Anyway, I’ve recently read the second Lee Child (Jack Reacher) novel, called Die Trying, and I really enjoyed it. I’ve only recently discovered Lee Child’s work and can see why he’s so popular. His main character is accessible to both sexes, strong yet vulnerable, mysterious, likeable. His writing style naturally lends itself to creating pace and excitement through the use of short, often staccato, sentences. In his first novel this technique was somewhat overdone, perhaps even clumsy. It was therefore a real pleasure to see how both story structure and layout had evolved into the second instalment and it is with genuine interest that I now look forward to seeing how his writing evolves into the rest of the series.
And here is my first observation: evolution. For me, writing isn’t just about a good or unique premise. It isn’t just about pounding out another few thousand words. It’s about learning a craft and producing something that’s fractionally more elegant than what was done before. I’m not sure that I find this very often when I’m reading.
After Lee Child’s book, and in my usual eclectic style, I decided to try out Wool, the ex-indie writer Hugh Howey’s now ultra-successful novella bundle. I picked it out and dived in and, to start with, I could see why.
The opening of the first part (Novella One) is packed with mystery. The main character is human, real, accessible and quite obviously in mortal jeopardy. The world he starts to paint is bleak and frightening: a compressed social-microcosm. I can sense that there is every chance that this character’s tale will carry a lengthy storyline and I, as a reader, wanted to know more.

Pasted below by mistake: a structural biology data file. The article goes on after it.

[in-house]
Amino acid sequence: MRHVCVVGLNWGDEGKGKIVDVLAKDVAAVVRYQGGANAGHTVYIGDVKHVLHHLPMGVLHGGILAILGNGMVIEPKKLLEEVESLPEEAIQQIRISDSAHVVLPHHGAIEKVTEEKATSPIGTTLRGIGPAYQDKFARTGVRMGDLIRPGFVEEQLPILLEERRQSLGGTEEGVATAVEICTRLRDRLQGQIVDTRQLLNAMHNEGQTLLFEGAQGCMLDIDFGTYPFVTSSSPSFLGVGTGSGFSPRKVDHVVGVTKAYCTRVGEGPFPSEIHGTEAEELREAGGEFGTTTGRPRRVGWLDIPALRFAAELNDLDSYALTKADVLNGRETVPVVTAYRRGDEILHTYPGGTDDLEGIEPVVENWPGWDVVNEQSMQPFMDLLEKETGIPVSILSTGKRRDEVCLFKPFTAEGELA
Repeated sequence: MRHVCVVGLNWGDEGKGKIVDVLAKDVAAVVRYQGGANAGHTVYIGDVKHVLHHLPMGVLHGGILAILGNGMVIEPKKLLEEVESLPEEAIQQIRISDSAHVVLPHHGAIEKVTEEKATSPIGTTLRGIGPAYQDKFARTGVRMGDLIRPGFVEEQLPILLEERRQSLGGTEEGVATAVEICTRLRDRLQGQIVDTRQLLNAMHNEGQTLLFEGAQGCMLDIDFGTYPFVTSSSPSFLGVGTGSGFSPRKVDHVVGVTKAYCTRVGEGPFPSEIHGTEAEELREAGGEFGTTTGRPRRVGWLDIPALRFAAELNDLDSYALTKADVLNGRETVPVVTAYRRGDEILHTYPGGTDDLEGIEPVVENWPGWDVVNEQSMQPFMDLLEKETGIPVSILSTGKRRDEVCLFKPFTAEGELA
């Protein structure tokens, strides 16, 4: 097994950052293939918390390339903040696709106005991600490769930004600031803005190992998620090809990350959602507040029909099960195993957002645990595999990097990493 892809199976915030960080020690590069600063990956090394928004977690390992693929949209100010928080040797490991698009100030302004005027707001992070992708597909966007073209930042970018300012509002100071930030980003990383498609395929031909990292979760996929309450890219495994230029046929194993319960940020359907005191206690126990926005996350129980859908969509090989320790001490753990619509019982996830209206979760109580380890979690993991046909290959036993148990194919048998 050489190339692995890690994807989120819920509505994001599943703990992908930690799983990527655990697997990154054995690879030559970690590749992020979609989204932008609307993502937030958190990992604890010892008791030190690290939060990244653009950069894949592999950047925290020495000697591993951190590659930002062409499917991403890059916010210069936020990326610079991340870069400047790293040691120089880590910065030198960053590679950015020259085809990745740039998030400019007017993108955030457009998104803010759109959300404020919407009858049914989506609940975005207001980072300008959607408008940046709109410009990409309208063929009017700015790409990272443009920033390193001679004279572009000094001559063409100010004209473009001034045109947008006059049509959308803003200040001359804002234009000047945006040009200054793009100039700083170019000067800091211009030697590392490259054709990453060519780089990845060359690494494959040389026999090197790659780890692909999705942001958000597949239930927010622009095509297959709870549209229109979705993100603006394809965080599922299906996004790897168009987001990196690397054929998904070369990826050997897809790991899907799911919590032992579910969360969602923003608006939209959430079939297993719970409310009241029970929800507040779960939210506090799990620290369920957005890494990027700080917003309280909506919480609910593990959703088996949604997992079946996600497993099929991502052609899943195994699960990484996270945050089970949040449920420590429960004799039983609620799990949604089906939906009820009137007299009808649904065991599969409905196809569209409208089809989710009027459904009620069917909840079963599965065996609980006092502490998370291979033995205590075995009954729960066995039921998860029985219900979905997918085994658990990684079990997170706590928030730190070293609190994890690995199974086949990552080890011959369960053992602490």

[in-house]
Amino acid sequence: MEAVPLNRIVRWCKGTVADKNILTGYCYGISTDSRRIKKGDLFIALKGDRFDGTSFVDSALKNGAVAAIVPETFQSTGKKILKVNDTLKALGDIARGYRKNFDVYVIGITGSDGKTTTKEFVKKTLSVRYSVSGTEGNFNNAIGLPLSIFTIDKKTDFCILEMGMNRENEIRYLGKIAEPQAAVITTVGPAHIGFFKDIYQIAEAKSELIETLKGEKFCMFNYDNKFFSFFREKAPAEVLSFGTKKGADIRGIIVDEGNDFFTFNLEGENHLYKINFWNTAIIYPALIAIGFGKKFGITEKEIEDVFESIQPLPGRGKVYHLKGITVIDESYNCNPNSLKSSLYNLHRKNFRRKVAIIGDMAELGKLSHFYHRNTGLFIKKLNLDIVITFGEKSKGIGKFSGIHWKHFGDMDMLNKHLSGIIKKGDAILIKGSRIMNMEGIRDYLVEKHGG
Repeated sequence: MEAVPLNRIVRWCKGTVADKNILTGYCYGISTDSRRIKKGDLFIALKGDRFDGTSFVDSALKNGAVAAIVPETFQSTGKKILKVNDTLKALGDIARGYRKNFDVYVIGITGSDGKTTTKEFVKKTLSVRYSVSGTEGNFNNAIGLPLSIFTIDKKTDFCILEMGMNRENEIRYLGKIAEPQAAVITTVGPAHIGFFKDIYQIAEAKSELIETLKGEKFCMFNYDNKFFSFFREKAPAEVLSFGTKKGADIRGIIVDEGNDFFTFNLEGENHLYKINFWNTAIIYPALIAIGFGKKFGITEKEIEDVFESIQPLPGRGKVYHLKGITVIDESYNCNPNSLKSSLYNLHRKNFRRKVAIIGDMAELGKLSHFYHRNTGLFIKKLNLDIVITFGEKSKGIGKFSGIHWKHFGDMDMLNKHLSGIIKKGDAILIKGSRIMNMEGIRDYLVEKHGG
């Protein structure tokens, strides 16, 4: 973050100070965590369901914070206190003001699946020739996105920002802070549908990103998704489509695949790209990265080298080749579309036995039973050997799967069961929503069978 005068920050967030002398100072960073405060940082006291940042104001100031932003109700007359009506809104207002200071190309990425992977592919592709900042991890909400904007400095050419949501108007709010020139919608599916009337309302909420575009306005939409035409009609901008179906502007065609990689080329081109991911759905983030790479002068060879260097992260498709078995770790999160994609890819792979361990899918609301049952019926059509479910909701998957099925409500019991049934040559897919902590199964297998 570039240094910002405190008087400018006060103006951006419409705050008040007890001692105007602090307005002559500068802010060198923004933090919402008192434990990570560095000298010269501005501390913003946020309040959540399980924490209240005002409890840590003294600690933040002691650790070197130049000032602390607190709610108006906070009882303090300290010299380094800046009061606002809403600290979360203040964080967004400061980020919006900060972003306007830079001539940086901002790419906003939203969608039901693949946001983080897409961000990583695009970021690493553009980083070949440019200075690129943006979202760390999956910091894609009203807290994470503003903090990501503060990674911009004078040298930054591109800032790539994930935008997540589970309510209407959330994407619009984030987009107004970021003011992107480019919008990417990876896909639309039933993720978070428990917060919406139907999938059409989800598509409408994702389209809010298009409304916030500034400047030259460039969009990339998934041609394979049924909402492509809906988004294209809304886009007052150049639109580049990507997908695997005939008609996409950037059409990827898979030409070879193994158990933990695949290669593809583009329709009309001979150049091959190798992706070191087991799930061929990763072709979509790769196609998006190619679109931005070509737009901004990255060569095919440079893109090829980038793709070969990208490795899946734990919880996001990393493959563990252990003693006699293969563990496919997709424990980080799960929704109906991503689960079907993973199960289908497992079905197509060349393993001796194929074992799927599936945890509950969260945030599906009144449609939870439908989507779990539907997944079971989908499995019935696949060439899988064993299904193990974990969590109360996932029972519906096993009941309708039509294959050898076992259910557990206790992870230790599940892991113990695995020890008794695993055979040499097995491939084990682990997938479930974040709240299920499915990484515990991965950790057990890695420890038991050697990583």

Then it ended.
And Part Two started over.
And Part Two ended.
Just as abruptly.
And Part Three started over…
For the record, there is obviously nothing wrong with this soap-opera style of episode based drama that cycles endlessly around an ever expanding character base. It’s at the heart of a number of bestsellers. It’s just unfortunately not for me.
More specifically, my greatest disappointment was that the structure stamped out all hope. Yes, it’s a post-apocalyptic, doomsday tale. I was ready for that. Yes, it’s bleak. It has to be. But, nonetheless, amongst fear, hope burns brightest. Without hope, where would we venture, why would we even begin to strike out into the unknown, how could we reach forwards into the future?
Looking back into Lee Child’s book I can see this blend of hope and fear played out before me. Can see him directing his characters across the pages. See the clear beginning, middle, and end. With Wool, all I can see is a fractured series of character driven sound-bites, revolving around a single basic theme, with no clear direction, no prescribed intent, and no real hook to make me want to find out what happens next.
Don’t get me wrong: books are different for everyone, and I’m delighted Hugh Howey has found success. His story doesn’t grab me but it clearly grabs lots and lots of other readers.
I certainly don’t regret trying the book out. If I hadn’t, I would have missed out on an unexpected insight into something valuable: a deeper appreciation of hope and fear. So, thanks Hugh, I genuinely hope your sales continue to soar. The challenge for me is to see if I can take this lesson and to see if I can develop my own skills a little bit more…